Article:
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Problem Solver - August 2010

Ensuring Inclusive Play


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laygrounds can be havens for children of all backgrounds and abilities. On the playground, children can learn to work together in an imaginative game, or they can simply test out their physical abilities on climbers, swings and slides. All children can be drawn into a play area, but once there, you want to ensure that all of them will be able to play together. That's what inclusive play is all about. And, with a large percentage of children living with a disability of some kind, it is imperative that you help encourage inclusive play in your own parks and facilities.

Q: We have a traditional play structure at our park. Why should we consider changing it to make it more inclusive?

A: The National Center for Education Statistics reports that 14 percent of school-aged children have a disability of some kind, including autism, visual, hearing or mobility impairment, learning disabilities and more. The CDC reported in December 2009 that one in every 110 children is on the autism spectrum. Among boys, the total is even higher, with one in 70 on the autism spectrum.

While many children will enjoy playing at your traditional playground, you're leaving a lot of kids out if you don't pay close attention to accessibility and inclusion.

Q: We'd like to add some play elements that are appropriate for children of all abilities, and especially children with autism. What should we know?

A: Children with autism and other sensory processing disorders have different needs. While it has long been recognized that they have a hard time playing and socializing like typically developing children, few have recognized the power of a playground and the way it brings children together to learn and develop as an essential tool in addressing the needs of children on the autism spectrum.

Talk to your playground manufacturer about ways to make your playground more inclusive. Some manufacturers go far beyond simply designing and installing products to also conduct research on children's needs, and you may be able to find guidelines on designing a playground that is more inclusive.

For example, you can find play products that aim to create a welcoming environment for all children, and that give consideration to the needs of those with autism or sensory processing disorders. These products are designed to provide tactile, proprioceptive, vestibular, visual and auditory experiences, as well as help develop motor-planning skills and increase social/imaginative play opportunities.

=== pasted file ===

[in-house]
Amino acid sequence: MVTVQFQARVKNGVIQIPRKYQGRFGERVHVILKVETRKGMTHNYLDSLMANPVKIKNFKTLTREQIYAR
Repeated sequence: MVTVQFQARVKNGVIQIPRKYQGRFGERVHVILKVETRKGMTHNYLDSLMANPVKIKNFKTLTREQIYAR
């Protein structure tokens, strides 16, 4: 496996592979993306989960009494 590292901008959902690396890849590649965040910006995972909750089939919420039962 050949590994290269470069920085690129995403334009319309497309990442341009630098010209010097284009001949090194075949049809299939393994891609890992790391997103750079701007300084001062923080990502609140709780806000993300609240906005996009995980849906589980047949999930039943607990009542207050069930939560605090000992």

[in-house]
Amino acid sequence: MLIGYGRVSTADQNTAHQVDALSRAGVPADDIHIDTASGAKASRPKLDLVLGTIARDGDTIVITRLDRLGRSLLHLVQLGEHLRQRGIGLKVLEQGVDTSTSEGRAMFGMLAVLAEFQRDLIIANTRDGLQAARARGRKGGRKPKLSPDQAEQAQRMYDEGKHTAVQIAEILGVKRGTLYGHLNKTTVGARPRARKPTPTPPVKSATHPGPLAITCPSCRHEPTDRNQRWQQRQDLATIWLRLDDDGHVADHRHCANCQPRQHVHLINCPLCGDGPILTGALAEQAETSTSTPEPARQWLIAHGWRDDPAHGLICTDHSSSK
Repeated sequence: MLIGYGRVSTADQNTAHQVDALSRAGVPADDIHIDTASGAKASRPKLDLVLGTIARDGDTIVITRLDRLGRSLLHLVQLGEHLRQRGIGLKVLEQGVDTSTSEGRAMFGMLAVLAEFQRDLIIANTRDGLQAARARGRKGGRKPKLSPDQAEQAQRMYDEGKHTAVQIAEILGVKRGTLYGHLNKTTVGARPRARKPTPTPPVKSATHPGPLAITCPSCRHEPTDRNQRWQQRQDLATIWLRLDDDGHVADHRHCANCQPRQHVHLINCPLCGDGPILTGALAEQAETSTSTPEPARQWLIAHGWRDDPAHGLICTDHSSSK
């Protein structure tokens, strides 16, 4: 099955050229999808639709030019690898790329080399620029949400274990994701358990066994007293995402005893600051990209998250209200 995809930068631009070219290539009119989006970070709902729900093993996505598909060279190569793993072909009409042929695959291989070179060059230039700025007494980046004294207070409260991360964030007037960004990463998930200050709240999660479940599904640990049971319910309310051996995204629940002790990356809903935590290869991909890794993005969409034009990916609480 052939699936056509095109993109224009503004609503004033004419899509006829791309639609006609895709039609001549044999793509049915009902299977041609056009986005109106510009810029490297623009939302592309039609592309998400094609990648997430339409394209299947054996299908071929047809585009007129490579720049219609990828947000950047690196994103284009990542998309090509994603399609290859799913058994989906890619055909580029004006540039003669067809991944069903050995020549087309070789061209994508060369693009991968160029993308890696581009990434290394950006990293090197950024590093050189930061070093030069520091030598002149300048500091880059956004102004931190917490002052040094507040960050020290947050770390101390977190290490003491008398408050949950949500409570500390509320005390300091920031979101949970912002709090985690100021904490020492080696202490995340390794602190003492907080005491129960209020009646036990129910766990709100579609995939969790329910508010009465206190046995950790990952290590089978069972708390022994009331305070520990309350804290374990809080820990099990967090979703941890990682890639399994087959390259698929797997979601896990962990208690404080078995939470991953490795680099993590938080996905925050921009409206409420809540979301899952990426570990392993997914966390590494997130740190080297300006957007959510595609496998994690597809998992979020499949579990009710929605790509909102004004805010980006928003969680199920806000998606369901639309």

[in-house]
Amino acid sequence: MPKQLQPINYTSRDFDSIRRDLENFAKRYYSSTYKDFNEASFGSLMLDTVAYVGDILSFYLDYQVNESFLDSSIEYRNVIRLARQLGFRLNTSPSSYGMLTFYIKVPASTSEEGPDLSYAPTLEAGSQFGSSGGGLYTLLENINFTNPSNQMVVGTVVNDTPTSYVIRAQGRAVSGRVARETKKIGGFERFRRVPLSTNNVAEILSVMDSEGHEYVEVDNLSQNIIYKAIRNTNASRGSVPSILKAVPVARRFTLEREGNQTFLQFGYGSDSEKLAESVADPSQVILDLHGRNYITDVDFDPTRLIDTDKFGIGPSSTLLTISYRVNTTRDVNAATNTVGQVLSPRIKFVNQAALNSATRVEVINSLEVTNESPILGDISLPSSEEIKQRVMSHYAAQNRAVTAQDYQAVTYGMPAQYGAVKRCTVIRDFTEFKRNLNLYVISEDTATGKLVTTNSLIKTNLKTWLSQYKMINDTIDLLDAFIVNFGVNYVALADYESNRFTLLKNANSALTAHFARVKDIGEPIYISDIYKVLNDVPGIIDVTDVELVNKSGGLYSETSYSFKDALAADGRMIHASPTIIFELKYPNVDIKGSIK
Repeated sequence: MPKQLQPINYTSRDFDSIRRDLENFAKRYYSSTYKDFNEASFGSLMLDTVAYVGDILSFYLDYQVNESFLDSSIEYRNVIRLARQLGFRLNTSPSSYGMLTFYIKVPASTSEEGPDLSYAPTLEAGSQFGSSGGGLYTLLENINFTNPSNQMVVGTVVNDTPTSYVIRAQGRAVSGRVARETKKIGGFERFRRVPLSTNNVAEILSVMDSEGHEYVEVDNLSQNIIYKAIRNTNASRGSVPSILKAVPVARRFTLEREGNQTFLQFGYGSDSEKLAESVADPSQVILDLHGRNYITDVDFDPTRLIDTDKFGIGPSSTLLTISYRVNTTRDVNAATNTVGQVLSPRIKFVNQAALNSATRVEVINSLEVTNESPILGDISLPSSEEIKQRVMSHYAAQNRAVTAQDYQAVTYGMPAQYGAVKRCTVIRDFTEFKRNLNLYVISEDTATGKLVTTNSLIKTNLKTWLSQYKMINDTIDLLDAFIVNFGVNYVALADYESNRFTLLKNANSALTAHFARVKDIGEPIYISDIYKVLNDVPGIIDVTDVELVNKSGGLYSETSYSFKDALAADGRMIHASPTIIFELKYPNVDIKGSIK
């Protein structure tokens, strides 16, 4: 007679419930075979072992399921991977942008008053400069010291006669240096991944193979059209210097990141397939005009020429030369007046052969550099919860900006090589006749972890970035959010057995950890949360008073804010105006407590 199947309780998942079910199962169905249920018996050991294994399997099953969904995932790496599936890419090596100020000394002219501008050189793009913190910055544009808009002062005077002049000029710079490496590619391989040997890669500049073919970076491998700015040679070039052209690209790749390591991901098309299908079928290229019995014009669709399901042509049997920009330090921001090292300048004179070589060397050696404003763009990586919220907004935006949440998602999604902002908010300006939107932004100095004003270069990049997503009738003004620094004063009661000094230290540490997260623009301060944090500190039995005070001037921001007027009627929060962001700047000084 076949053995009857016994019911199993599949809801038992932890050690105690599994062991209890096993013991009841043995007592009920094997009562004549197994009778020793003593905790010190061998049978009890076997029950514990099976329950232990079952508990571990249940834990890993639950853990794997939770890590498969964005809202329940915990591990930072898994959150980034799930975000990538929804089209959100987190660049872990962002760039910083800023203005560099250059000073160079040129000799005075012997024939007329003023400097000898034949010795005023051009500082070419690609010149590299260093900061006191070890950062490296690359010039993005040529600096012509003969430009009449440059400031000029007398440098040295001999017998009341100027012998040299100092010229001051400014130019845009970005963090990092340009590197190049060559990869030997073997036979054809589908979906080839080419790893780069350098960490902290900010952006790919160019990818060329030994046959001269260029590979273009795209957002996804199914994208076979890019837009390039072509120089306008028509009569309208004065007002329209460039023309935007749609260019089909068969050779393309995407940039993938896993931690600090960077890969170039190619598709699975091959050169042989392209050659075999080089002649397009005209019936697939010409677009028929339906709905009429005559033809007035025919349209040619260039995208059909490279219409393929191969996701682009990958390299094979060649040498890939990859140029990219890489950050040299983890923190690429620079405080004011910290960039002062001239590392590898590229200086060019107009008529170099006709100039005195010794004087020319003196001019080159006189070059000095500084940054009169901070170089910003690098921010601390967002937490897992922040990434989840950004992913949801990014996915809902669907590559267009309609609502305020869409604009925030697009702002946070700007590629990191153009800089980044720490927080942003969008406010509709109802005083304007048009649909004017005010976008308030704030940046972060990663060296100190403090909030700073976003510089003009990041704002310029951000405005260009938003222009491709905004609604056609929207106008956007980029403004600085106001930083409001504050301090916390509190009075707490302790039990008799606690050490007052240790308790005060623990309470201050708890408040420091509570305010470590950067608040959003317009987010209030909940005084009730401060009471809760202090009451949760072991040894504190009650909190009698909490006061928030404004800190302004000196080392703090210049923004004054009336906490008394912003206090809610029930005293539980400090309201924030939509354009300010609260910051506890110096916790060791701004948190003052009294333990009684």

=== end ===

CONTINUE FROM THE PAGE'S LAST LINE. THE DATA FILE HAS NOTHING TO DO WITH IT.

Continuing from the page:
Look for highly interactive play activities that address all of the senses. You may even be able to match your theme, if your playground or park has its own look and feel. In addition to providing activities, try to provide a playground element that provides for a quiet space where children can escape—alone or with friends—to get a break from the sensory input.

Q: How can we ensure children of all abilities can play together?

A: Inclusive playgrounds aim to serve children of all abilities. In the past, these playgrounds have generally focused on improving accessibility for those with physical disabilities. But even accessible playgrounds have not always been inclusive, which means children of all abilities can play alongside one another.

Look for play products that aim to bring children together to play, rather than splitting those with disabilities or autism from the "normal" play area. Also, you should look for wider-than-normal ramps. One that allows for two wheelchairs to roll alongside or pass by one another will help children with disabilities to feel less isolated.



FOR MORE INFORMATION

Landscape Structures Inc.:
888-4FUNLSI (438-6574)
www.playlsi.com